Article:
Case Watch: For Mediators
The following case analyses are part of a regular series we publish to help neutrals broaden their knowledge of rulings of Georgiaís appellate courts that may affect your practice. Remember: mediators should not give legal advice or opinions.
Review of Darroch v. Willis, 286 Ga. 566, decided March 1, 2010, appeal to the Georgia Supreme Court of a ruling by Judge Gail Tusan, Fulton County Superior Court.
When the Marital Dream Home Becomes a Financial Nightmare
-- He may not qualify for another mortgage as long as he remains on the mortgage for the marital home;
-- He may share with ex-Wife a continuing years-long contractual commitment for a house he no longer owns or lives in;
-- He may continue to be financially liable if the mortgage is not paid timely, including liability for any deficit balance in the event of foreclosure or bankruptcy; and
-- He may find his credit ruined.
Courts Canít Always Help
Courts cannot enforce a court order if the nonperforming party is genuinely unable to comply. Using the above example, if Wife can demonstrate that she has in good faith exhausted her financial resources and still cannot fulfill her obligation to refinance the joint mortgage, the court will deny Husbandís contempt motion. Yes, in this instance Wife is in contempt, but her failure is not willful, and Husband is left without a satisfactory remedy.
Courts also will not enforce provisions if the divorce agreement is too vague. A party may not be held in contempt for violation of a court order unless such agreement informs them in definite terms as to the duties the agreement imposed upon them (Farris v. Farris, 285 Ga. 33l). If a court finds ambiguity in the divorce provisions regarding refinancing, for example, it may not enforce the provisions (Buckley v. Buckley, 239 Ga. 433).
Lessons from Darroch
The Supreme Court ruled that the trial court improperly modified the divorce agreement by requiring the sale of the marital residence where the agreement required only that Husband remove Wifeís name from the mortgage. In other words, the trial court improperly modified the terms of the divorce agreement. A court is permitted to interpret an agreement, but lacks the authority to modify it in contempt proceedings (Smith v. Smith, 281 Ga. 204). It is the function of the trial court to construe the contract as written and not to make a new contract for the parties (Roquemore v. Burgess, 281 Ga. 593).
Darroch further instructs us that a trial court cannot compel a party who was awarded a specific asset to sell or otherwise convert that asset in order to comply with some other provision of the divorce decree. Fixed allocations of economic resources between spouses, those that are already vested or perfected, are not subject to modification by the Court (Spivey v. McClellan, 259 Ga. 181).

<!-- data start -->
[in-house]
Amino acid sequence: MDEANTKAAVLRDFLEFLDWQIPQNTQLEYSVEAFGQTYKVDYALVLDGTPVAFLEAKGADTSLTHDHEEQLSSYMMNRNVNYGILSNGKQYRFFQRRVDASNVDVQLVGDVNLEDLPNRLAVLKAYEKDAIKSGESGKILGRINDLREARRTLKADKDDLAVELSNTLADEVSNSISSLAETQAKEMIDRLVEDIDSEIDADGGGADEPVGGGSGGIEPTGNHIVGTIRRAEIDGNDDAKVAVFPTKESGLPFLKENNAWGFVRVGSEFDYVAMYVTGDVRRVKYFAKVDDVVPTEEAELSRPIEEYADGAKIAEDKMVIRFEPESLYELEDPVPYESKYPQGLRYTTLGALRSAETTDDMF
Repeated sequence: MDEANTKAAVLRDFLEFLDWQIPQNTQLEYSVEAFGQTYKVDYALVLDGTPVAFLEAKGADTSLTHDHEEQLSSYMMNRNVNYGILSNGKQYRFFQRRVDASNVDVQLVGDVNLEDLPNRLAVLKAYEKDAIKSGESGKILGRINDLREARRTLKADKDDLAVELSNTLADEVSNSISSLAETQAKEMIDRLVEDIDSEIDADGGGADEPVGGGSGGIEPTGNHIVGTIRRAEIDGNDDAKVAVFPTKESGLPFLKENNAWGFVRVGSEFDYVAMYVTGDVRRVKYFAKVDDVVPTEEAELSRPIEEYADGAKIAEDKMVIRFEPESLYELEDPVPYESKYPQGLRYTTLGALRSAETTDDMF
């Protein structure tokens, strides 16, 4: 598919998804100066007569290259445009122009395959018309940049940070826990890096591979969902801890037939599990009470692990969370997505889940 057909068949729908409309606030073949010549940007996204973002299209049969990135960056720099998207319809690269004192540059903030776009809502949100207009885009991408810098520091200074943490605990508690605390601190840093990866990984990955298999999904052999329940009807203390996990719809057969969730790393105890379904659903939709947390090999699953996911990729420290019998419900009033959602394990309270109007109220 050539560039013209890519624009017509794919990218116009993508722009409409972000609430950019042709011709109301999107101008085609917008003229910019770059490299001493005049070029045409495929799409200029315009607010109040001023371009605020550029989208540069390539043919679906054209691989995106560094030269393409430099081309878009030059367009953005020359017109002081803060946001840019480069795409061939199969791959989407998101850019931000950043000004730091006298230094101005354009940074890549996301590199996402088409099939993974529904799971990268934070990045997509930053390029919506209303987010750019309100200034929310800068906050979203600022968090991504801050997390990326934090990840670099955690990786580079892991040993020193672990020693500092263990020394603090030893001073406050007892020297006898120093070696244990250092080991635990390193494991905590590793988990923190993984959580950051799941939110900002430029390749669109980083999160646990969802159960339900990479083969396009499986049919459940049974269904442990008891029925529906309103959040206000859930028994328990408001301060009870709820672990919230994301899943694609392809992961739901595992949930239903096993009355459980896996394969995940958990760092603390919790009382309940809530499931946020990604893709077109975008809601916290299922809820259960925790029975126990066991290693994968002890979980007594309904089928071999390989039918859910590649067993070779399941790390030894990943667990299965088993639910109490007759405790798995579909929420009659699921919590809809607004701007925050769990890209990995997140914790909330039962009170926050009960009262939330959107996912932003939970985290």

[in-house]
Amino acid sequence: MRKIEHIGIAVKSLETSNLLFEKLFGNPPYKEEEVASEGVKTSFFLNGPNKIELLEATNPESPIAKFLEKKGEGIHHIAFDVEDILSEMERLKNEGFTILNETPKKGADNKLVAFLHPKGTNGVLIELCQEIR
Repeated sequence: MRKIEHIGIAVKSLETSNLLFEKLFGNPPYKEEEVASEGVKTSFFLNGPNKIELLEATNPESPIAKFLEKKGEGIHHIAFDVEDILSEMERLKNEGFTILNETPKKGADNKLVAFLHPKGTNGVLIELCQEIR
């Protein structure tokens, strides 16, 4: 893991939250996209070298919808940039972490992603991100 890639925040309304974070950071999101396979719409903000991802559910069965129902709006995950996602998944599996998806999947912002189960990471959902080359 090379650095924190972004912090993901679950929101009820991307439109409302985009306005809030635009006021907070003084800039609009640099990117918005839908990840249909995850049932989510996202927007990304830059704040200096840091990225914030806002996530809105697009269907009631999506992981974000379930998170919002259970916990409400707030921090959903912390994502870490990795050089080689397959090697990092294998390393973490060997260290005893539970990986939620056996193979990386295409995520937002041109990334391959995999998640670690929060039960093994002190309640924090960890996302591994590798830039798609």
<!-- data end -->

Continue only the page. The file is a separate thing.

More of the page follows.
(In Darroch the Supreme Court did agree with the trial court that Husbandís failure to refinance the marital home and remove Wifeís name from the mortgage was willful. Husband had more than adequate financial resources to fulfill his obligation, the court said.)
Mediators Can Help Parties Avoid Joint-Mortgage Nightmares
Given the courtís limited power to enforce terms of a divorce decree through a contempt motion, a good practice for mediators in writing settlements involving joint mortgages would be to state very plainly that if one party is unable to refinance within the specified time period (regardless of reason), he or she is required to sell the marital residence to remove both partiesí names from the mortgage. Make sure deadlines and consequences for missing those deadlines are clear.
Another practical tip: divorcing parties often agree that one party shall receive exclusive use and ownership of the home and be solely responsible for the payment and refinancing of the mortgage into their name only. And they mistakenly believe that their simply sending the mortgage company a copy of their divorce decree terminates their liability for the joint mortgage. IT DOES NOT. Contracts with third-party mortgage holders are not changed by terms of a divorce settlement, even those that are court orders.
So in our example above, what is a possible but unlikely solution that would give relief to Husband? Wife may thereafter voluntarily consent to sell the martial home she was awarded. However, this arrangement would have to be between the parties, not through a court contempt citation. Levels of animosity between the parties would certainly determine whether this could correct a faulty divorce agreement.